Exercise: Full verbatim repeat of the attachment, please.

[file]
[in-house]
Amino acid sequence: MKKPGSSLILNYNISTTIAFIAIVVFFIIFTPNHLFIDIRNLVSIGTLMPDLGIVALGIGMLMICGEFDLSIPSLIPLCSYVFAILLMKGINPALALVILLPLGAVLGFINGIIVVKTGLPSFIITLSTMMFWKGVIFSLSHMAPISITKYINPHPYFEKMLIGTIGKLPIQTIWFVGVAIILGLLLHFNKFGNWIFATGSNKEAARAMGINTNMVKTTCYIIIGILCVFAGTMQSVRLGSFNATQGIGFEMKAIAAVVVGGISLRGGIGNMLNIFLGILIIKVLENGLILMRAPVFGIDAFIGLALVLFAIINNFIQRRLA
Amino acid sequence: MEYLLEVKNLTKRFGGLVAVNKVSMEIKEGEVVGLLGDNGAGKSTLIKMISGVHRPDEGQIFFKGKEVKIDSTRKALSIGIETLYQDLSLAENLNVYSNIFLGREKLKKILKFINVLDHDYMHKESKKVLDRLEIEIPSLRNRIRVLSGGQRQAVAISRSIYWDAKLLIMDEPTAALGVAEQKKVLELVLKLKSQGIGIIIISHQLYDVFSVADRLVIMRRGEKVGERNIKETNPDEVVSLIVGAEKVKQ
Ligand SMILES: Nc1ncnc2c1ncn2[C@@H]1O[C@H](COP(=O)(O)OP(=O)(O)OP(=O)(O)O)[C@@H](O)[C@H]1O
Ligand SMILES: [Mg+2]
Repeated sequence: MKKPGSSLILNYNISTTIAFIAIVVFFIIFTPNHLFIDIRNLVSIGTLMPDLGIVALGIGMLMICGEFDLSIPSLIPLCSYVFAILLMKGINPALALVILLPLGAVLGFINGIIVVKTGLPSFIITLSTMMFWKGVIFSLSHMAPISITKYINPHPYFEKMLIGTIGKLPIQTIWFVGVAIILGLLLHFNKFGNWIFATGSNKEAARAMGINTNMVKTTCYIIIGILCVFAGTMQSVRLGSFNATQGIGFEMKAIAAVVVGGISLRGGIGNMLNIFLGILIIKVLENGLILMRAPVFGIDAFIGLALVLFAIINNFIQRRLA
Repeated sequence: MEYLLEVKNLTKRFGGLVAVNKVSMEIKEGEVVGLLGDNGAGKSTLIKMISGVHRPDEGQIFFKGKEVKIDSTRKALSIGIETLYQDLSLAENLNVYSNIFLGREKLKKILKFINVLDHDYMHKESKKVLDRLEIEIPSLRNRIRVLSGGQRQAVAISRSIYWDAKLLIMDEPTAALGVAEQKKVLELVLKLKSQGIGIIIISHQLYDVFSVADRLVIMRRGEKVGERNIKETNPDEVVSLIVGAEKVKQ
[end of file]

[in-house]
Amino acid sequence: MKKPGSSLILNYNISTTIAFIAIVVFFIIFTPNHLFIDIRNLVSIGTLMPDLGIVALGIGMLMICGEFDLSIPSLIPLCSYVFAILLMKGINPALALVILLPLGAVLGFINGIIVVKTGLPSFIITLSTMMFWKGVIFSLSHMAPISITKYINPHPYFEKMLIGTIGKLPIQTIWFVGVAIILGLLLHFNKFGNWIFATGSNKEAARAMGINTNMVKTTCYIIIGILCVFAGTMQSVRLGSFNATQGIGFEMKAIAAVVVGGISLRGGIGNMLNIFLGILIIKVLENGLILMRAPVFGIDAFIGLALVLFAIINNFIQRRLA
Amino acid sequence: MEYLLEVKNLTKRFGGLVAVNKVSMEIKEGEVVGLLGDNGAGKSTLIKMISGVHRPDEGQIFFKGKEVKIDSTRKALSIGIETLYQDLSLAENLNVYSNIFLGREKLKKILKFINVLDHDYMHKESKKVLDRLEIEIPSLRNRIRVLSGGQRQAVAISRSIYWDAKLLIMDEPTAALGVAEQKKVLELVLKLKSQGIGIIIISHQLYDVFSVADRLVIMRRGEKVGERNIKETNPDEVVSLIVGAEKVKQ
Ligand SMILES: Nc1ncnc2c1ncn2[C@@H]1O[C@H](COP(=O)(O)OP(=O)(O)OP(=O)(O)O)[C@@H](O)[C@H]1O
Ligand SMILES: [Mg+2]
Repeated sequence: MKKPGSSLILNYNISTTIAFIAIVVFFIIFTPNHLFIDIRNLVSIGTLMPDLGIVALGIGMLMICGEFDLSIPSLIPLCSYVFAILLMKGINPALALVILLPLGAVLGFINGIIVVKTGLPSFIITLSTMMFWKGVIFSLSHMAPISITKYINPHPYFEKMLIGTIGKLPIQTIWFVGVAIILGLLLHFNKFGNWIFATGSNKEAARAMGINTNMVKTTCYIIIGILCVFAGTMQSVRLGSFNATQGIGFEMKAIAAVVVGGISLRGGIGNMLNIFLGILIIKVLENGLILMRAPVFGIDAFIGLALVLFAIINNFIQRRLA
Repeated sequence: MEYLLEVKNLTKRFGGLVAVNKVSMEIKEGEVVGLLGDNGAGKSTLIKMISGVHRPDEGQIFFKGKEVKIDSTRKALSIGIETLYQDLSLAENLNVYSNIFLGREKLKKILKFINVLDHDYMHKESKKVLDRLEIEIPSLRNRIRVLSGGQRQAVAISRSIYWDAKLLIMDEPTAALGVAEQKKVLELVLKLKSQGIGIIIISHQLYDVFSVADRLVIMRRGEKVGERNIKETNPDEVVSLIVGAEKVKQ